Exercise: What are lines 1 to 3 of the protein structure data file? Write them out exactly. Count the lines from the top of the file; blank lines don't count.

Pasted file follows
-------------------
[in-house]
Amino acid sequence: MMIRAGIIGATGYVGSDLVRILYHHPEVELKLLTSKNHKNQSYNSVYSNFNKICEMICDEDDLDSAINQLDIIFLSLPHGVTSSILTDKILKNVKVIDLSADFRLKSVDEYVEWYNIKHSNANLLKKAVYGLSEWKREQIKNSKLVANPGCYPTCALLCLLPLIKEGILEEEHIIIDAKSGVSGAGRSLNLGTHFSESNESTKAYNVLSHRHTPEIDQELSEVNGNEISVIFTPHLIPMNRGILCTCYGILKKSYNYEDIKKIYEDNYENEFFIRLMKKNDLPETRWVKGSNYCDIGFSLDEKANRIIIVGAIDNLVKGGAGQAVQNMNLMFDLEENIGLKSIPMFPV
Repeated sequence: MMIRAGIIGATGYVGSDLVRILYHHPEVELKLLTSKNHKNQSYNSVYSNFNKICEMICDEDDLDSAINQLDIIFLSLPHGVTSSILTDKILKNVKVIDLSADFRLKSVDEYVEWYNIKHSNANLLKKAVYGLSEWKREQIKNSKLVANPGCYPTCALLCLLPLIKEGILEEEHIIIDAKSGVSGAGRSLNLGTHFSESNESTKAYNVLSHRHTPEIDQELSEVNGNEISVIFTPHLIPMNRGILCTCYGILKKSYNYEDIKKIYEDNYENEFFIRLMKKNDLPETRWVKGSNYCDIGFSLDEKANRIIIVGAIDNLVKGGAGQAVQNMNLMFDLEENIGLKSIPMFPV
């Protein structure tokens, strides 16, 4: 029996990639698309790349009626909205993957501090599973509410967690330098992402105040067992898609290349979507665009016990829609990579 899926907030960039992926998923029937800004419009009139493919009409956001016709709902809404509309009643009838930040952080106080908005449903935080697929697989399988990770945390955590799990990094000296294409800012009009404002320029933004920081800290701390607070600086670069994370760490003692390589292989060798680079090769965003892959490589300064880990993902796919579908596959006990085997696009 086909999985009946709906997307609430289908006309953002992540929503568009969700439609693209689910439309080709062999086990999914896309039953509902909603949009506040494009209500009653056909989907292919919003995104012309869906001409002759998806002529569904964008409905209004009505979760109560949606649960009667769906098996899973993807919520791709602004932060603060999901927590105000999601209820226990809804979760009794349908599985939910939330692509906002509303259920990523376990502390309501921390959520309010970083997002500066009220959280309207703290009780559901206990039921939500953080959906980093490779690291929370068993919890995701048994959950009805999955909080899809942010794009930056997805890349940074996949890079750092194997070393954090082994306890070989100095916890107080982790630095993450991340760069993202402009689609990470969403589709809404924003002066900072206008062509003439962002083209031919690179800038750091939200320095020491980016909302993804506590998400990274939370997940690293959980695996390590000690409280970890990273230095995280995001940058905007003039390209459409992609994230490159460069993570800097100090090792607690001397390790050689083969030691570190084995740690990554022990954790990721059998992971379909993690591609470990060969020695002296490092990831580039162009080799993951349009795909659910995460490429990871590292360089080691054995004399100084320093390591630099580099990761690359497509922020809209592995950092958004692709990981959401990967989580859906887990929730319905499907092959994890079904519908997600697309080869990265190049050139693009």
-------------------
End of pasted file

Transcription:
[in-house]
Amino acid sequence: MMIRAGIIGATGYVGSDLVRILYHHPEVELKLLTSKNHKNQSYNSVYSNFNKICEMICDEDDLDSAINQLDIIFLSLPHGVTSSILTDKILKNVKVIDLSADFRLKSVDEYVEWYNIKHSNANLLKKAVYGLSEWKREQIKNSKLVANPGCYPTCALLCLLPLIKEGILEEEHIIIDAKSGVSGAGRSLNLGTHFSESNESTKAYNVLSHRHTPEIDQELSEVNGNEISVIFTPHLIPMNRGILCTCYGILKKSYNYEDIKKIYEDNYENEFFIRLMKKNDLPETRWVKGSNYCDIGFSLDEKANRIIIVGAIDNLVKGGAGQAVQNMNLMFDLEENIGLKSIPMFPV
Repeated sequence: MMIRAGIIGATGYVGSDLVRILYHHPEVELKLLTSKNHKNQSYNSVYSNFNKICEMICDEDDLDSAINQLDIIFLSLPHGVTSSILTDKILKNVKVIDLSADFRLKSVDEYVEWYNIKHSNANLLKKAVYGLSEWKREQIKNSKLVANPGCYPTCALLCLLPLIKEGILEEEHIIIDAKSGVSGAGRSLNLGTHFSESNESTKAYNVLSHRHTPEIDQELSEVNGNEISVIFTPHLIPMNRGILCTCYGILKKSYNYEDIKKIYEDNYENEFFIRLMKKNDLPETRWVKGSNYCDIGFSLDEKANRIIIVGAIDNLVKGGAGQAVQNMNLMFDLEENIGLKSIPMFPV